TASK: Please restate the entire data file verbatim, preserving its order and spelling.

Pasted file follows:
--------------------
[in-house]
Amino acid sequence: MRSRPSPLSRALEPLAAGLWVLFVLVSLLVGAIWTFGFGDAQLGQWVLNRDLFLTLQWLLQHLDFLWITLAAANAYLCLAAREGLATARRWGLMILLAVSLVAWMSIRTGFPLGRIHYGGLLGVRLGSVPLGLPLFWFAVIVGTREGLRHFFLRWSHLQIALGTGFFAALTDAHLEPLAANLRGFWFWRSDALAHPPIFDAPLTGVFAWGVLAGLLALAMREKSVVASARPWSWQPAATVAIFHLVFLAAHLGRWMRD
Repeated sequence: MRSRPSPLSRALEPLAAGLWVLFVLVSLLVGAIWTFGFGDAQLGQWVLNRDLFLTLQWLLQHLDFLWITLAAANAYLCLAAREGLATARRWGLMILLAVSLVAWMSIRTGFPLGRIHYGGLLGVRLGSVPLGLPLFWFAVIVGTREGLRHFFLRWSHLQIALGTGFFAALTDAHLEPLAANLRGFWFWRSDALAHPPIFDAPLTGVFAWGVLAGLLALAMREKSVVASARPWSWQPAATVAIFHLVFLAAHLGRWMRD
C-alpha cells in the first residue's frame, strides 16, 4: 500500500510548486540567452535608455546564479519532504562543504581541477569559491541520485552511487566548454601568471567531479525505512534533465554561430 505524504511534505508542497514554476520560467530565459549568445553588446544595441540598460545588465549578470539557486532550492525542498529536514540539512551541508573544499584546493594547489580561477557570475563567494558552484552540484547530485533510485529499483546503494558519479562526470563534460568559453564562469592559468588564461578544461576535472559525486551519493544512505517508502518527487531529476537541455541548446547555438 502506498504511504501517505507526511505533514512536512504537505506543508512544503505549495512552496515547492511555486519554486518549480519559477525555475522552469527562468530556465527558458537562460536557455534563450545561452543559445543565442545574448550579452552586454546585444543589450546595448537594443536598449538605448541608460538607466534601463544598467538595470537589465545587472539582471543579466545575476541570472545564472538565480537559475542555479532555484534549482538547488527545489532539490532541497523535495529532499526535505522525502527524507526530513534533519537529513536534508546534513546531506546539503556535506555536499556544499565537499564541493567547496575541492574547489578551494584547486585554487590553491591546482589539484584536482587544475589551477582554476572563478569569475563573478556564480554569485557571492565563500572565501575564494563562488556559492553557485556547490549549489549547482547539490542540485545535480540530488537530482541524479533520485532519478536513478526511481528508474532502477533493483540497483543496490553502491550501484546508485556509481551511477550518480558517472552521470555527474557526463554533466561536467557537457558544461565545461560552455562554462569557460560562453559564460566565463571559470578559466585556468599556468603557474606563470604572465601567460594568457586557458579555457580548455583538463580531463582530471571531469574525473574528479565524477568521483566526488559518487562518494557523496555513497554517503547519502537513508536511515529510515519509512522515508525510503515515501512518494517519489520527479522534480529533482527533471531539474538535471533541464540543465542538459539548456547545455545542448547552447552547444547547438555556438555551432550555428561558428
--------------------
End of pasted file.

[in-house]
Amino acid sequence: MRSRPSPLSRALEPLAAGLWVLFVLVSLLVGAIWTFGFGDAQLGQWVLNRDLFLTLQWLLQHLDFLWITLAAANAYLCLAAREGLATARRWGLMILLAVSLVAWMSIRTGFPLGRIHYGGLLGVRLGSVPLGLPLFWFAVIVGTREGLRHFFLRWSHLQIALGTGFFAALTDAHLEPLAANLRGFWFWRSDALAHPPIFDAPLTGVFAWGVLAGLLALAMREKSVVASARPWSWQPAATVAIFHLVFLAAHLGRWMRD
Repeated sequence: MRSRPSPLSRALEPLAAGLWVLFVLVSLLVGAIWTFGFGDAQLGQWVLNRDLFLTLQWLLQHLDFLWITLAAANAYLCLAAREGLATARRWGLMILLAVSLVAWMSIRTGFPLGRIHYGGLLGVRLGSVPLGLPLFWFAVIVGTREGLRHFFLRWSHLQIALGTGFFAALTDAHLEPLAANLRGFWFWRSDALAHPPIFDAPLTGVFAWGVLAGLLALAMREKSVVASARPWSWQPAATVAIFHLVFLAAHLGRWMRD
C-alpha cells in the first residue's frame, strides 16, 4: 500500500510548486540567452535608455546564479519532504562543504581541477569559491541520485552511487566548454601568471567531479525505512534533465554561430 505524504511534505508542497514554476520560467530565459549568445553588446544595441540598460545588465549578470539557486532550492525542498529536514540539512551541508573544499584546493594547489580561477557570475563567494558552484552540484547530485533510485529499483546503494558519479562526470563534460568559453564562469592559468588564461578544461576535472559525486551519493544512505517508502518527487531529476537541455541548446547555438 502506498504511504501517505507526511505533514512536512504537505506543508512544503505549495512552496515547492511555486519554486518549480519559477525555475522552469527562468530556465527558458537562460536557455534563450545561452543559445543565442545574448550579452552586454546585444543589450546595448537594443536598449538605448541608460538607466534601463544598467538595470537589465545587472539582471543579466545575476541570472545564472538565480537559475542555479532555484534549482538547488527545489532539490532541497523535495529532499526535505522525502527524507526530513534533519537529513536534508546534513546531506546539503556535506555536499556544499565537499564541493567547496575541492574547489578551494584547486585554487590553491591546482589539484584536482587544475589551477582554476572563478569569475563573478556564480554569485557571492565563500572565501575564494563562488556559492553557485556547490549549489549547482547539490542540485545535480540530488537530482541524479533520485532519478536513478526511481528508474532502477533493483540497483543496490553502491550501484546508485556509481551511477550518480558517472552521470555527474557526463554533466561536467557537457558544461565545461560552455562554462569557460560562453559564460566565463571559470578559466585556468599556468603557474606563470604572465601567460594568457586557458579555457580548455583538463580531463582530471571531469574525473574528479565524477568521483566526488559518487562518494557523496555513497554517503547519502537513508536511515529510515519509512522515508525510503515515501512518494517519489520527479522534480529533482527533471531539474538535471533541464540543465542538459539548456547545455545542448547552447552547444547547438555556438555551432550555428561558428